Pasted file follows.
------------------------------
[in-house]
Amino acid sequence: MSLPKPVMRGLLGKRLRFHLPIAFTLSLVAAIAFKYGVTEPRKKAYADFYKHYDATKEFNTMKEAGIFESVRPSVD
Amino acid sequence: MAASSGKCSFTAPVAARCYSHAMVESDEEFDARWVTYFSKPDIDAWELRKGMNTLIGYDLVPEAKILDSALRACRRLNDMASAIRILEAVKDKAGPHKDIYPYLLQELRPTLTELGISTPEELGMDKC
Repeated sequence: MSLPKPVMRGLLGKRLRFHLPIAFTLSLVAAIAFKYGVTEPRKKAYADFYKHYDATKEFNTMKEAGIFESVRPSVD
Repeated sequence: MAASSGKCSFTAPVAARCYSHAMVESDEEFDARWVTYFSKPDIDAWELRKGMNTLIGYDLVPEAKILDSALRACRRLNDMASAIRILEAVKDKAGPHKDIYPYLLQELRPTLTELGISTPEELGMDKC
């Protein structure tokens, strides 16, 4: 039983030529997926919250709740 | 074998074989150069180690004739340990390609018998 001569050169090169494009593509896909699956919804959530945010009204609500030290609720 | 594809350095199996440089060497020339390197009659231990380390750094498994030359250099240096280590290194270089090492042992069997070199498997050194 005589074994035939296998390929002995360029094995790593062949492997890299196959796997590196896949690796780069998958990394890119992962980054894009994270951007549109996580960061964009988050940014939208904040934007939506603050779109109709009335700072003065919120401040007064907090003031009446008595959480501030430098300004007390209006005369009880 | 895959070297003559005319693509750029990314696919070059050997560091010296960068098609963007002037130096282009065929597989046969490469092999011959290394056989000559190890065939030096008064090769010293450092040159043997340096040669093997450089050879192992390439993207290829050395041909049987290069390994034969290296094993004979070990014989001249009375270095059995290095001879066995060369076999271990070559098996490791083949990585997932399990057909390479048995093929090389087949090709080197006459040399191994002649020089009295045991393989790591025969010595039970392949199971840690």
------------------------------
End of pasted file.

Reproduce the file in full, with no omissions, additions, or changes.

[in-house]
Amino acid sequence: MSLPKPVMRGLLGKRLRFHLPIAFTLSLVAAIAFKYGVTEPRKKAYADFYKHYDATKEFNTMKEAGIFESVRPSVD
Amino acid sequence: MAASSGKCSFTAPVAARCYSHAMVESDEEFDARWVTYFSKPDIDAWELRKGMNTLIGYDLVPEAKILDSALRACRRLNDMASAIRILEAVKDKAGPHKDIYPYLLQELRPTLTELGISTPEELGMDKC
Repeated sequence: MSLPKPVMRGLLGKRLRFHLPIAFTLSLVAAIAFKYGVTEPRKKAYADFYKHYDATKEFNTMKEAGIFESVRPSVD
Repeated sequence: MAASSGKCSFTAPVAARCYSHAMVESDEEFDARWVTYFSKPDIDAWELRKGMNTLIGYDLVPEAKILDSALRACRRLNDMASAIRILEAVKDKAGPHKDIYPYLLQELRPTLTELGISTPEELGMDKC
């Protein structure tokens, strides 16, 4: 039983030529997926919250709740 | 074998074989150069180690004739340990390609018998 001569050169090169494009593509896909699956919804959530945010009204609500030290609720 | 594809350095199996440089060497020339390197009659231990380390750094498994030359250099240096280590290194270089090492042992069997070199498997050194 005589074994035939296998390929002995360029094995790593062949492997890299196959796997590196896949690796780069998958990394890119992962980054894009994270951007549109996580960061964009988050940014939208904040934007939506603050779109109709009335700072003065919120401040007064907090003031009446008595959480501030430098300004007390209006005369009880 | 895959070297003559005319693509750029990314696919070059050997560091010296960068098609963007002037130096282009065929597989046969490469092999011959290394056989000559190890065939030096008064090769010293450092040159043997340096040669093997450089050879192992390439993207290829050395041909049987290069390994034969290296094993004979070990014989001249009375270095059995290095001879066995060369076999271990070559098996490791083949990585997932399990057909390479048995093929090389087949090709080197006459040399191994002649020089009295045991393989790591025969010595039970392949199971840690």